Harvey Weinstein Will Turn Himself In To Police On Criminal Charges

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Movie producer Harvey Weinstein will surrender to the New York Police Department on Friday in Lower Manhattan, a source familiar with the matter tells NPR's Rose Friedman.

He's expected to turn himself in around 8 a.m. to be arrested on charges of rape and sexual assault, reporter Benjamin Mueller of The New York Times told NPR's All Things Considered.

The sexual assault incident stems from a 2004 meeting with actress Lucia Evans, who alleges that the movie producer forced her to perform oral sex on him, Mueller said.

Allegations against Weinstein, long whispered in the industry, first came to public light in October, when a New York Times story reported that he had sexual harassed female assistants, executives and actresses for decades, settling legal complaints made by at least eight women.

The mogul was one of the most powerful men in Hollywood, NPR's Ted Robbins reported at the time.

He co-founded Miramax, which has produced such Academy Award-winning films as Pulp Fiction, Chicago, The English Patient and Shakespeare in Love. He and his brother, Bob, head The Weinstein Co. Along with movies, the Weinsteins have produced a number of Tony Award-winning shows on Broadway.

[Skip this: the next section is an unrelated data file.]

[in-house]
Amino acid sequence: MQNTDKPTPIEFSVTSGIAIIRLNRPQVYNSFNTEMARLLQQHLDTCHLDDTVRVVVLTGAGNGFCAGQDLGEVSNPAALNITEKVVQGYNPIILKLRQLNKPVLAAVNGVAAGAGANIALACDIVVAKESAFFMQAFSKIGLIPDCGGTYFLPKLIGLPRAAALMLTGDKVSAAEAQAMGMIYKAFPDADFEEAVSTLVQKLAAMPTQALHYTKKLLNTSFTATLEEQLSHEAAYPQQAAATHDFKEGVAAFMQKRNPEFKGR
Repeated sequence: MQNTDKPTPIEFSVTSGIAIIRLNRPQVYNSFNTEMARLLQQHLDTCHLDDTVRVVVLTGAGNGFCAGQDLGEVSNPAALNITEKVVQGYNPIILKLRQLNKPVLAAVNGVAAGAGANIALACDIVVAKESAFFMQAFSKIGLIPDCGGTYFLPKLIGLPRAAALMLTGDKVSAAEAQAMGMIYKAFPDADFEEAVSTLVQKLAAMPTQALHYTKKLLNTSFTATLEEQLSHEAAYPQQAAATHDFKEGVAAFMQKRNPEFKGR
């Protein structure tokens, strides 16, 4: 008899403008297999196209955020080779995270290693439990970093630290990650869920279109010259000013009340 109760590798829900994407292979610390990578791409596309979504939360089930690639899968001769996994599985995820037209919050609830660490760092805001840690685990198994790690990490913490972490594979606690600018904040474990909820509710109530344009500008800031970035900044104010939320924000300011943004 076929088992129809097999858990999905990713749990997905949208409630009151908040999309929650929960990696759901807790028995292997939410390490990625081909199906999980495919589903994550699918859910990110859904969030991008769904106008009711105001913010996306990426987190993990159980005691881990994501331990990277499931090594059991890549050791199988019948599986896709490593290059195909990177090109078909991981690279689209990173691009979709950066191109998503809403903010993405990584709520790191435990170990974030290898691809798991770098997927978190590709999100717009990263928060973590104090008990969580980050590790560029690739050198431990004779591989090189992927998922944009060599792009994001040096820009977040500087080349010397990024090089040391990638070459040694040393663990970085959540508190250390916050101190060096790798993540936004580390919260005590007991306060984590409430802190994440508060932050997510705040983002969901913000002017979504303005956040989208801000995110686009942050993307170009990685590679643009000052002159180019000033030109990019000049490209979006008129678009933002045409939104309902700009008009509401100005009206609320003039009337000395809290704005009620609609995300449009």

His fall led to the collapse of his company — which declared bankruptcy and earlier this month sold itself to a private equity firm — gave rise to the #MeToo movement and brought to light allegations against dozens of powerful men in Hollywood and other industries, including high-level editors at NPR.

Weinstein had been on the radar of authorities for several years. The Times' Mueller noted a 2015 undercover sting operation launched by New York District Attorney Cyrus Vance Jr. and New York police, in which the producer was recorded admitting to groping an Italian actress. In Oct. 2017, after numerous actresses publicly detailed their encounters with Weinstein, Vance said that prosecutors in his office had felt the 2015 tape hadn't been enough evidence to charge Weinstein.

"This time around he's interviewed dozens of witnesses in New York and in other states, issued hundreds of subpoenas," Mueller says. "And the investigation is not over — there's still a grand jury that will be looking into financial crimes and other crimes related to his conduct over the years."

Weinsteins' decision to turn himself in was preceded by extensive discussions between his lawyers and prosecutors, Mueller says.

"[His lawyers] have already negotiated a bail package," he said. "He'll put up a million dollars in cash and agree to wear a monitoring device, according to law enforcement officials. His travel is going to be restricted — he'll surrender his passport."

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